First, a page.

April 8, 2019 --
When a student returns from a field trip and says that she learned that “not everybody is gonna have a perfect home, but even if they don't, they should be grateful for what they do have,” you know it was a powerful experience. Such was the case for 3rd grader Ocean Leverette and the dozen other Noble students who visited the Compassion Experience on March 22 as part of the after-school STREAM program
The Compassion Experience
is a traveling project of Compassion International designed to “give visitors a chance to see life for some children from a different perspective… [with the] hope that this perspective provides a continued awareness to both this type of poverty and the opportunity we all share to make a tangible difference for kids still stuck in the cycle of poverty.”
That was the experience for the 3rd through 5th graders who moved through rooms filled with images and artifacts while listening to the true stories of Olive, Johnathan, and Kiwi who journeyed from Uganda, the Philippines and the Dominican Republic to the United States.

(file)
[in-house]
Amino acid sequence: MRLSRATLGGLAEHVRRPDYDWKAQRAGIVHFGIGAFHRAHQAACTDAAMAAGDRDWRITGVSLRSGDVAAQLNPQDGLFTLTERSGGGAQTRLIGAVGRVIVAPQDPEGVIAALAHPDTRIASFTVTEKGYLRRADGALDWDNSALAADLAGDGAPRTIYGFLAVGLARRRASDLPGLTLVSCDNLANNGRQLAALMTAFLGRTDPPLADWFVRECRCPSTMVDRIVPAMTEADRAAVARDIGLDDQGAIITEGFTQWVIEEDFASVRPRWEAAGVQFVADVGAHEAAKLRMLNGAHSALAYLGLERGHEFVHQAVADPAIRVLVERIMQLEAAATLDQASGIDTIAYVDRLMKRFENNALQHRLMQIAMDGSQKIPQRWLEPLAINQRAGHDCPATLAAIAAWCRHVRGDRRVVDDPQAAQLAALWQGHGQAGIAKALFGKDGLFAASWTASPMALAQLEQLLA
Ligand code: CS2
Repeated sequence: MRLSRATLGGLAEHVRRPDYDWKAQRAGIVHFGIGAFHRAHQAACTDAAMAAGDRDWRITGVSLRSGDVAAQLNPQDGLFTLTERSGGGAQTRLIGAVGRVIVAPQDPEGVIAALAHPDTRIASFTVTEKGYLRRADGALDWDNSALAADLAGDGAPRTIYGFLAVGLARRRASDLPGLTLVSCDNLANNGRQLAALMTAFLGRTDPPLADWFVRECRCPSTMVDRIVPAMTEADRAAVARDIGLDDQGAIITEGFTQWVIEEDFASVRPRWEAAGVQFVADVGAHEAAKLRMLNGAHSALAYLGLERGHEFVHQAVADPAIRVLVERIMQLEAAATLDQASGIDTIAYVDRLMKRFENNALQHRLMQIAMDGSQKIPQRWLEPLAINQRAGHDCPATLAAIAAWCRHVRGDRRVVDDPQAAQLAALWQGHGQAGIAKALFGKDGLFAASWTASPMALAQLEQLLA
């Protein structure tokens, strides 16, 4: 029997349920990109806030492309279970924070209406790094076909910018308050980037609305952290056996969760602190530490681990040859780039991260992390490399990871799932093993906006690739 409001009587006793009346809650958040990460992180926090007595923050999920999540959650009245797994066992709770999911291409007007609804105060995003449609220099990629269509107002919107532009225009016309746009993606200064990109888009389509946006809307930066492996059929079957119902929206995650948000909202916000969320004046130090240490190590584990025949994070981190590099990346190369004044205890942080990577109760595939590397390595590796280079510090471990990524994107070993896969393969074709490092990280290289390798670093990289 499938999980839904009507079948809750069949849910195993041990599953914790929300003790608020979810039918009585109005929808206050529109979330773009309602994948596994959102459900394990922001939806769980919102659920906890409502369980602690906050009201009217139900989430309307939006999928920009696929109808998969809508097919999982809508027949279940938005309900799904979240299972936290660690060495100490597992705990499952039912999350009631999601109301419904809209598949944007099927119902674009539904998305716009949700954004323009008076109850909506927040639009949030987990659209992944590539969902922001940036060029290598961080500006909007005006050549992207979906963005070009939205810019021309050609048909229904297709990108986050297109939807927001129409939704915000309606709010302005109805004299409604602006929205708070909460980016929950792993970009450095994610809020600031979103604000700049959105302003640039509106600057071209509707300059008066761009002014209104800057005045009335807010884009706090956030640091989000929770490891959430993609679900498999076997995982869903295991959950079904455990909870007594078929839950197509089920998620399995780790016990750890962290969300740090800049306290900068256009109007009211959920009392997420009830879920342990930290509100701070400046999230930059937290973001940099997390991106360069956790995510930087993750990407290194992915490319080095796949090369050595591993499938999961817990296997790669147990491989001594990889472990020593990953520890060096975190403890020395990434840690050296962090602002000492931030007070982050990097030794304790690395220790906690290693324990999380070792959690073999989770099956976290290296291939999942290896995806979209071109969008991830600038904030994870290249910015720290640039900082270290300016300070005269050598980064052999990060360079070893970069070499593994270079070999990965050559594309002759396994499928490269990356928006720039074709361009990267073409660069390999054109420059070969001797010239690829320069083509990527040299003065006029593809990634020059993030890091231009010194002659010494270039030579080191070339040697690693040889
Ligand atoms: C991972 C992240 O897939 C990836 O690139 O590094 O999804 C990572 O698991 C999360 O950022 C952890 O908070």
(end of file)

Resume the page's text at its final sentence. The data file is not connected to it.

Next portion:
The stories hit home for Noble’s students, many of whom are refugees from Nepal. Sonu Rai, another 3rd grader, said the visit reminded her of how different everything felt when she first arrived in the United States. The story of the boy Jonathan reminded brothers Juantez and Juhvon Anderson of their mother’s experience as child in India. “She and her mother had to do everything on their own without her father and they had to hunt or find their own food, but her mother gave her all the love she could.”
The motto of the Compassion Experience is “Experience another world . . .without leaving yours.” The Noble students certainly felt like they did. And they also came away with a deeper appreciation for their own world. Juhvon said, “It made me feel, like, lucky to have what I have. It’s very special.”